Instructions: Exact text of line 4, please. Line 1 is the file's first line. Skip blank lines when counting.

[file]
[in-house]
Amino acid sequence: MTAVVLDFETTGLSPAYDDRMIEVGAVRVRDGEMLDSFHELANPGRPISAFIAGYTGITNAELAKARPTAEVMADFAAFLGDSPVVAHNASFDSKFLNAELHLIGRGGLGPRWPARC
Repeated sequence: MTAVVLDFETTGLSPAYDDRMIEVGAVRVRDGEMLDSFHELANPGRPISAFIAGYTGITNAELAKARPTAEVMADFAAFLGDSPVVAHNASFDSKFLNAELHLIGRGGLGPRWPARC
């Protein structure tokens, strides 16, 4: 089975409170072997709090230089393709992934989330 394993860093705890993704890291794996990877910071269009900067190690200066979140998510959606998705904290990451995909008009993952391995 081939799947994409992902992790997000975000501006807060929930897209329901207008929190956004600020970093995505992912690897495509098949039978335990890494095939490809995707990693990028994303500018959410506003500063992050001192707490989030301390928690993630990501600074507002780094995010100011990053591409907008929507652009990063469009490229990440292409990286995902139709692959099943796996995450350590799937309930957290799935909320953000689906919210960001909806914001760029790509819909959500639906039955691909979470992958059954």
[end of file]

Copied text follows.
């Protein structure tokens, strides 16, 4: 089975409170072997709090230089393709992934989330 394993860093705890993704890291794996990877910071269009900067190690200066979140998510959606998705904290990451995909008009993952391995 081939799947994409992902992790997000975000501006807060929930897209329901207008929190956004600020970093995505992912690897495509098949039978335990890494095939490809995707990693990028994303500018959410506003500063992050001192707490989030301390928690993630990501600074507002780094995010100011990053591409907008929507652009990063469009490229990440292409990286995902139709692959099943796996995450350590799937309930957290799935909320953000689906919210960001909806914001760029790509819909959500639906039955691909979470992958059954």